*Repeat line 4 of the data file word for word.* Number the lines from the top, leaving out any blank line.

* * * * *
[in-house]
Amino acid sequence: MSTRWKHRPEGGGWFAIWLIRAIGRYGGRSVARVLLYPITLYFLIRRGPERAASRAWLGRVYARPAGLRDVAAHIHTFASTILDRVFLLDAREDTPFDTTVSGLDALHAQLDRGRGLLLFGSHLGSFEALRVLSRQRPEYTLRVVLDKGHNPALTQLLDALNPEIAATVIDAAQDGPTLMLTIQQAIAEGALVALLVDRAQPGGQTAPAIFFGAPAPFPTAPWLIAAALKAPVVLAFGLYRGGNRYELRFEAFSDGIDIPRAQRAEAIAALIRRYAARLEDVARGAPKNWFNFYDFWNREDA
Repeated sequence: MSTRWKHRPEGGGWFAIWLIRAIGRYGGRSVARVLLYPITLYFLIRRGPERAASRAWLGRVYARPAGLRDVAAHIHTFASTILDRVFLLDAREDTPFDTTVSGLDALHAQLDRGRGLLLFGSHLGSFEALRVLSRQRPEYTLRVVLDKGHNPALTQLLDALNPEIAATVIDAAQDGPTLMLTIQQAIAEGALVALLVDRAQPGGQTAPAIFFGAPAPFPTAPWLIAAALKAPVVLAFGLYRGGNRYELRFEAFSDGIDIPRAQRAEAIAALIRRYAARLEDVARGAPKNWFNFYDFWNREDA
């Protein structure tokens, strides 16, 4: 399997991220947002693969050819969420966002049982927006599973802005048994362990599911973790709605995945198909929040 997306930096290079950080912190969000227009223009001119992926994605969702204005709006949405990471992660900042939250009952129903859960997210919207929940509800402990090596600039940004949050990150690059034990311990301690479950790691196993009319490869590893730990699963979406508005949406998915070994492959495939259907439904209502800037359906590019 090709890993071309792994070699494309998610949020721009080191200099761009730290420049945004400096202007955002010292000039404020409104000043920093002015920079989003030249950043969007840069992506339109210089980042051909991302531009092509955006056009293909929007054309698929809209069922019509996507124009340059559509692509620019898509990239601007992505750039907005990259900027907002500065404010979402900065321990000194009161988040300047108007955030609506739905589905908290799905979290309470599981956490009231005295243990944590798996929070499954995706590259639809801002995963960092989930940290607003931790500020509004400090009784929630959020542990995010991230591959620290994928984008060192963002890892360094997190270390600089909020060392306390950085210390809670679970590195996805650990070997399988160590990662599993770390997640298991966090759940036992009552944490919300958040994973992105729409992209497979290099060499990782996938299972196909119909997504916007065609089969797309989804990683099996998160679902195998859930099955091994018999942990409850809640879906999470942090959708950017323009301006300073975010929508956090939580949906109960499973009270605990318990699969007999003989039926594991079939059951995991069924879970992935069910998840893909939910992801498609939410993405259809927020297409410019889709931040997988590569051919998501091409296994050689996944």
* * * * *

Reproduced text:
């Protein structure tokens, strides 16, 4: 399997991220947002693969050819969420966002049982927006599973802005048994362990599911973790709605995945198909929040 997306930096290079950080912190969000227009223009001119992926994605969702204005709006949405990471992660900042939250009952129903859960997210919207929940509800402990090596600039940004949050990150690059034990311990301690479950790691196993009319490869590893730990699963979406508005949406998915070994492959495939259907439904209502800037359906590019 090709890993071309792994070699494309998610949020721009080191200099761009730290420049945004400096202007955002010292000039404020409104000043920093002015920079989003030249950043969007840069992506339109210089980042051909991302531009092509955006056009293909929007054309698929809209069922019509996507124009340059559509692509620019898509990239601007992505750039907005990259900027907002500065404010979402900065321990000194009161988040300047108007955030609506739905589905908290799905979290309470599981956490009231005295243990944590798996929070499954995706590259639809801002995963960092989930940290607003931790500020509004400090009784929630959020542990995010991230591959620290994928984008060192963002890892360094997190270390600089909020060392306390950085210390809670679970590195996805650990070997399988160590990662599993770390997640298991966090759940036992009552944490919300958040994973992105729409992209497979290099060499990782996938299972196909119909997504916007065609089969797309989804990683099996998160679902195998859930099955091994018999942990409850809640879906999470942090959708950017323009301006300073975010929508956090939580949906109960499973009270605990318990699969007999003989039926594991079939059951995991069924879970992935069910998840893909939910992801498609939410993405259809927020297409410019889709931040997988590569051919998501091409296994050689996944």